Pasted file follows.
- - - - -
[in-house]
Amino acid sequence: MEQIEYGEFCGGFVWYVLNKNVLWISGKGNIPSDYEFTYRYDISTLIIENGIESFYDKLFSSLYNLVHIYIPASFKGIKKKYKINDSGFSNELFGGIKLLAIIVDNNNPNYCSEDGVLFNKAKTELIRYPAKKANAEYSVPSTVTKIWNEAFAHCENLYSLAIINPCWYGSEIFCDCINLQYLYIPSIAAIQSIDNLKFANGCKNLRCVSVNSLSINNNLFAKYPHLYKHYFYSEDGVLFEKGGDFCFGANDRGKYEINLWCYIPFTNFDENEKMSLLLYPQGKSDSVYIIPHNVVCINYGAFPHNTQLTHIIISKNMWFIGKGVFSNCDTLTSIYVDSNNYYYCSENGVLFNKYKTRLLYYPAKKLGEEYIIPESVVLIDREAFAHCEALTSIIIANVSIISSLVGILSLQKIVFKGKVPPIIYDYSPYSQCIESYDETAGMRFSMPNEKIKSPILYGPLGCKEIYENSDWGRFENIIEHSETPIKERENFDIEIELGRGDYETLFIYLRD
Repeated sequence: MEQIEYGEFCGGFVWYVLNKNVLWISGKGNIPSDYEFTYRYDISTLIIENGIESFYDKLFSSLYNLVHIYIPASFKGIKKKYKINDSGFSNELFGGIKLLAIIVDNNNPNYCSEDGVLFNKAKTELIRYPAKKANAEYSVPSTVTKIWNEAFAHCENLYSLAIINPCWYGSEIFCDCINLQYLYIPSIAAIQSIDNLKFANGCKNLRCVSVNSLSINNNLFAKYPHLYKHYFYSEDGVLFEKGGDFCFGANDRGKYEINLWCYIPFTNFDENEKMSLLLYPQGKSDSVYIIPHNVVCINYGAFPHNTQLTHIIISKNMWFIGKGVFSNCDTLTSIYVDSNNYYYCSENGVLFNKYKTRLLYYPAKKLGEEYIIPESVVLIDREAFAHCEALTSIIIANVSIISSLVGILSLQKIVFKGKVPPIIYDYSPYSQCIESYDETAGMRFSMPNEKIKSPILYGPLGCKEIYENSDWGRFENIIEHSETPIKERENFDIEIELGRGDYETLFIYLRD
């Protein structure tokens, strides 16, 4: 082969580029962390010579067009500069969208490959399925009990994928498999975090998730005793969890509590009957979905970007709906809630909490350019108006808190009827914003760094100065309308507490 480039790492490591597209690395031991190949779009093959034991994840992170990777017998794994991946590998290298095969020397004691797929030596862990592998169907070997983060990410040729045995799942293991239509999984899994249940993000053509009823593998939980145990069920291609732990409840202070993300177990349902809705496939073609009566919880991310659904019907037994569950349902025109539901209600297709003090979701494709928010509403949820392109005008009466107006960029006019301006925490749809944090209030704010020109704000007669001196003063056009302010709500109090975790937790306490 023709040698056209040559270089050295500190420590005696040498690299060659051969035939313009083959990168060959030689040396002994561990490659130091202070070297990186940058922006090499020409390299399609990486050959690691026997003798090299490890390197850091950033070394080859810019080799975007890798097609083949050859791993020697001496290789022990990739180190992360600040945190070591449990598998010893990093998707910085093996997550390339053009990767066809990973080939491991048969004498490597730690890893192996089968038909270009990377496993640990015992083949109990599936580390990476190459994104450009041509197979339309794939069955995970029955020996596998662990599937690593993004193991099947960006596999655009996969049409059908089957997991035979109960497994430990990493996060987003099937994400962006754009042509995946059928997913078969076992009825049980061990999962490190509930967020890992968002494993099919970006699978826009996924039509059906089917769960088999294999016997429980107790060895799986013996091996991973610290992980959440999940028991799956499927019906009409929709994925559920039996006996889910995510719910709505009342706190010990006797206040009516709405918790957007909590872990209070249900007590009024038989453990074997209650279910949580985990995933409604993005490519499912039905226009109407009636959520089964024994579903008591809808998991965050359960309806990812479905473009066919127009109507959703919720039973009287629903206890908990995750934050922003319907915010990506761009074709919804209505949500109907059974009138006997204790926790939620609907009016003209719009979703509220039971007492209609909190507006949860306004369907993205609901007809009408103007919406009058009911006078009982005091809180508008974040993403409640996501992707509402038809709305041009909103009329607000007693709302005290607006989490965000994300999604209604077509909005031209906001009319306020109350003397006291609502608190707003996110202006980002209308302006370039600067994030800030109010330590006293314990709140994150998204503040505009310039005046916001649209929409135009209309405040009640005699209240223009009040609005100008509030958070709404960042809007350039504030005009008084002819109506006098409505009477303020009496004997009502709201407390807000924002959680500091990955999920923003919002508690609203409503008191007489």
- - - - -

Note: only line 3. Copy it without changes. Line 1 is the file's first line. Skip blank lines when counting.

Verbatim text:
Repeated sequence: MEQIEYGEFCGGFVWYVLNKNVLWISGKGNIPSDYEFTYRYDISTLIIENGIESFYDKLFSSLYNLVHIYIPASFKGIKKKYKINDSGFSNELFGGIKLLAIIVDNNNPNYCSEDGVLFNKAKTELIRYPAKKANAEYSVPSTVTKIWNEAFAHCENLYSLAIINPCWYGSEIFCDCINLQYLYIPSIAAIQSIDNLKFANGCKNLRCVSVNSLSINNNLFAKYPHLYKHYFYSEDGVLFEKGGDFCFGANDRGKYEINLWCYIPFTNFDENEKMSLLLYPQGKSDSVYIIPHNVVCINYGAFPHNTQLTHIIISKNMWFIGKGVFSNCDTLTSIYVDSNNYYYCSENGVLFNKYKTRLLYYPAKKLGEEYIIPESVVLIDREAFAHCEALTSIIIANVSIISSLVGILSLQKIVFKGKVPPIIYDYSPYSQCIESYDETAGMRFSMPNEKIKSPILYGPLGCKEIYENSDWGRFENIIEHSETPIKERENFDIEIELGRGDYETLFIYLRD